Saturday, February 15, 2014

The Lego Movie

***1/2 out of ****

A Lego Movie? Yes there is. What’s it like? Well it’s a one-hundred-minute Lego commercial, of course. With that said, it’s a real good one-hundred-minute Lego commercial. Is there anything controversial about Legos? If you have an answer to that question, I don't want to know.

Legos are just awesome. I used them to build my own Star Wars ships when I was a kid. It seems that some other kid had the same idea, grew up and went to work at the Lego Company because now they have Star Wars Lego sets and many other themes as well. I’m jealous. I guess it’s not too late to revert to one of my favorite childhood activities, but I’m bound to make a bigger mess now.

I remember when the stop-motion Lego version of the Knights of the Round Table musical number from Monty Python and the Holy Grail was first posted online. It was really fun to see such a kitschy pop-cultural mesh-up on display. More videos followed from the same animators and I eventually ignored the trend until Lego themed DVDs and video-games started coming out, blending the famous Danish interlocking toy bricks with the likes of Indiana Jones. It seems now, that Legos have wide appeal outside of their function.

So, here’s a big-budget computer-animated feature from Warner Brothers with major voice stars from Will Ferrell to Morgan Freeman. The movie has the rambunctiousness of an ADHD child mixed with adult-like interpretations of its play-world. There’s an allegory for this later in the film, but I won’t spoil it. If you remember the opening scene in Toy Story 3, where the toys are in a fantasy land having an adventure, then prepare for an entire movie committed to something conceptually similar.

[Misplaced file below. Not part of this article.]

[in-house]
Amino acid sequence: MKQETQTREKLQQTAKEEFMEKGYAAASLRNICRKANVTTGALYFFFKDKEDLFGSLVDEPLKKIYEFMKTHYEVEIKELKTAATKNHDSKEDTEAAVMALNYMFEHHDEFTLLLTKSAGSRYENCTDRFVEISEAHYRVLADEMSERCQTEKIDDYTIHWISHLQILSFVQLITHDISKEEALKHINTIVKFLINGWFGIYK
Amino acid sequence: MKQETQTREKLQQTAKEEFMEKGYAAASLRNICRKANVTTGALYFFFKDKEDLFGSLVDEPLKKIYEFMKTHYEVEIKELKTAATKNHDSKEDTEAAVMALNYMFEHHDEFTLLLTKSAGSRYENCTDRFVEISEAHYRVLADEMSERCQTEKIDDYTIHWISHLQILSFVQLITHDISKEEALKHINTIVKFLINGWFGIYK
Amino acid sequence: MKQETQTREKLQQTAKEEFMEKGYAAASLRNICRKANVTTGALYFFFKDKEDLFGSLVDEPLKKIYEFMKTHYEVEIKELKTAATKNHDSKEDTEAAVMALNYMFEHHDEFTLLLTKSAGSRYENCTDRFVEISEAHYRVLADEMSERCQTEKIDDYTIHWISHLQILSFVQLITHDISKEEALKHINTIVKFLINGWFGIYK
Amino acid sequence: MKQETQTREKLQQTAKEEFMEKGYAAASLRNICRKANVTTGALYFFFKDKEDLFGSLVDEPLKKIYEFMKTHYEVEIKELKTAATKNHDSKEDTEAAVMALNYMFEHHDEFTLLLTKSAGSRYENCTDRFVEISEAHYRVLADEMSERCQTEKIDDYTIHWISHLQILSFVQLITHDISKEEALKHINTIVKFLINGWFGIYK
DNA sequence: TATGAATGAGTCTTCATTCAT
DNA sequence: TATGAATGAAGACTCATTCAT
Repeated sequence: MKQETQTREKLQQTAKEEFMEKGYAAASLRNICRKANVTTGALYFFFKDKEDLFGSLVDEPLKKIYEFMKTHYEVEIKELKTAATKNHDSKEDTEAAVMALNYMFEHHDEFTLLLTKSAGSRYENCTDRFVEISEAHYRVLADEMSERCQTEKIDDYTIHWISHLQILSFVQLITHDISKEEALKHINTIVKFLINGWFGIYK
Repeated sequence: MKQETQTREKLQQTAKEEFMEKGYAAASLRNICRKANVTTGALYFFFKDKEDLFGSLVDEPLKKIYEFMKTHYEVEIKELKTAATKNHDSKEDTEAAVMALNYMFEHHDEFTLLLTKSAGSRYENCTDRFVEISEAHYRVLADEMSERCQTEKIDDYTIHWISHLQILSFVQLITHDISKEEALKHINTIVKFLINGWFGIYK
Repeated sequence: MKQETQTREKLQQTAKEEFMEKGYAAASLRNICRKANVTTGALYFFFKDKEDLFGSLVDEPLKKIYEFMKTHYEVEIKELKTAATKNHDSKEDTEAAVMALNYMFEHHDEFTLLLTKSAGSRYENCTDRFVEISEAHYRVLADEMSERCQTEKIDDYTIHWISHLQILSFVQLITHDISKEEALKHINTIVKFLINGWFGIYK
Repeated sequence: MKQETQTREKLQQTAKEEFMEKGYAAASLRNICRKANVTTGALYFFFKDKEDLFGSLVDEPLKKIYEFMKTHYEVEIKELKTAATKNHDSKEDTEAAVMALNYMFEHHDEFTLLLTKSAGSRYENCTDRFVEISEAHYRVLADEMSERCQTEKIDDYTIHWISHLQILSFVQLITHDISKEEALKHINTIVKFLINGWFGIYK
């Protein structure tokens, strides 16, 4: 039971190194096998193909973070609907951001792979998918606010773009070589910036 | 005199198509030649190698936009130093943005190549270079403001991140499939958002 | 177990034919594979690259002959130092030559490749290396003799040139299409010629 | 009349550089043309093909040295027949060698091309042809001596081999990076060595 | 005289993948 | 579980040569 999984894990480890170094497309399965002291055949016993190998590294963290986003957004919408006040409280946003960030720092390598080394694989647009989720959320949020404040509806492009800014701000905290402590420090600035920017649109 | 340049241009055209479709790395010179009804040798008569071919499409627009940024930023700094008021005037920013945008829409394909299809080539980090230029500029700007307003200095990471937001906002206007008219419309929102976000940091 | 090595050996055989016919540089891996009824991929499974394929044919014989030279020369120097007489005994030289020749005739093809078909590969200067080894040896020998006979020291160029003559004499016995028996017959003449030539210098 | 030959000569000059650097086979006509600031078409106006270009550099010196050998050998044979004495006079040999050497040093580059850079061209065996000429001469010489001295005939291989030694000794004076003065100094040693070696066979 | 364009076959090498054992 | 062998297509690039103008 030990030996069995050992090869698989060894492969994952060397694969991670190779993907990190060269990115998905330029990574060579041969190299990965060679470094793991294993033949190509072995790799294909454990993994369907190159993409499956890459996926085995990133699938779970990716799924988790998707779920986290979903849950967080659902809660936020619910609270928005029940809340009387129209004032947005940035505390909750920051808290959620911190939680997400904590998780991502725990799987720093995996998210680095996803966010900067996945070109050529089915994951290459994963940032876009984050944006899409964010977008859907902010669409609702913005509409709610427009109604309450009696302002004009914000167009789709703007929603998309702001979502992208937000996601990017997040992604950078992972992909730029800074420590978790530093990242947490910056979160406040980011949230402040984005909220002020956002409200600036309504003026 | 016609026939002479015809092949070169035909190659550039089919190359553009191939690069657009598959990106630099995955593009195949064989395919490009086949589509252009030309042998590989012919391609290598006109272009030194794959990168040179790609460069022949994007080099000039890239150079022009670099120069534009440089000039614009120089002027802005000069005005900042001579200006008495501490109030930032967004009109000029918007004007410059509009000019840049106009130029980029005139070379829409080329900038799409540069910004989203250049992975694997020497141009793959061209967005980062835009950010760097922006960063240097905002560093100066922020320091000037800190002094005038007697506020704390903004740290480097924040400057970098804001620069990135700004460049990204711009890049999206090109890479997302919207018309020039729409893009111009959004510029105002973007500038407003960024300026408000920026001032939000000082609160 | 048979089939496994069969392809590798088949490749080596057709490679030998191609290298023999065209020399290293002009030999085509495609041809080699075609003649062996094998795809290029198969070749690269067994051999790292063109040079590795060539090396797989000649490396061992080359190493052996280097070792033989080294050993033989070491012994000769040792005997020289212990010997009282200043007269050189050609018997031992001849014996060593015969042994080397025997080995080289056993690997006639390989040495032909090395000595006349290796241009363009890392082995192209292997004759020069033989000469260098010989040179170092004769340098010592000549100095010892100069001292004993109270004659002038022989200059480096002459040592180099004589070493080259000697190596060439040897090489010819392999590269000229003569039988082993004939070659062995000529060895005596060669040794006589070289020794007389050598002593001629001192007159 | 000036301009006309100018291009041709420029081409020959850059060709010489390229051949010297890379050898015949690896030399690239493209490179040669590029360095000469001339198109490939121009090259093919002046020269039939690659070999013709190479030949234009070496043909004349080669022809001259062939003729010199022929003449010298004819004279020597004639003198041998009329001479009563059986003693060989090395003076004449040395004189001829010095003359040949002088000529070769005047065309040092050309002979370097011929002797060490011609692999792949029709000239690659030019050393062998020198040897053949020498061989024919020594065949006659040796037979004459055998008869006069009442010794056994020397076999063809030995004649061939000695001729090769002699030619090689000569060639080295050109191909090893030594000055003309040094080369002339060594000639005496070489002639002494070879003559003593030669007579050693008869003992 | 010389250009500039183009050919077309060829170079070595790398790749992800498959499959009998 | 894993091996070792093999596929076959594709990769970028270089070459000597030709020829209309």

Its hero character is a construction worker Lego man named Emmett, who embraces conformity and believes so strongly in following instructions to accomplish tasks. After realizing that he serves a corrupt system with an evil leader, who shuns creativity, he joins group of revolutionaries, who believe in building things a unique way.  

From the get-go, I was reminded of the rapid-fire rhythm of Madagascar, a children’s animated film, I detested, but there is so much more to like with The Lego Movie. For one thing, it’s almost unnecessarily good looking. The computer animation spares no effort in rendering endlessly complex shots, while creating realistic textures, lighting and cinematography. While the movie has a lush photogenic look, it still preserves the jerky animation in its individual characters that resembles stop-motion. In other words, the animation method is providing a lot of the comedy.

The film was conceived and directed by Phil Lord and Chris Miller, the team behind the Cloudy With A Chance Of Meatballs movie and the 21 Jump Street movie. Among other things, they were the creators of a much loved but short-lived MTV animated series called Clone High.

So we have a Lego movie and it’s pretty good. A co-worker of mine asked if such a thing is really necessary. I said that it isn’t, but neither was Clue: The Movie, and we all like that one. Familiarity sells. I still wait for Tetris: The Movie. Some day, Dwayne Johnson. Some Day. 

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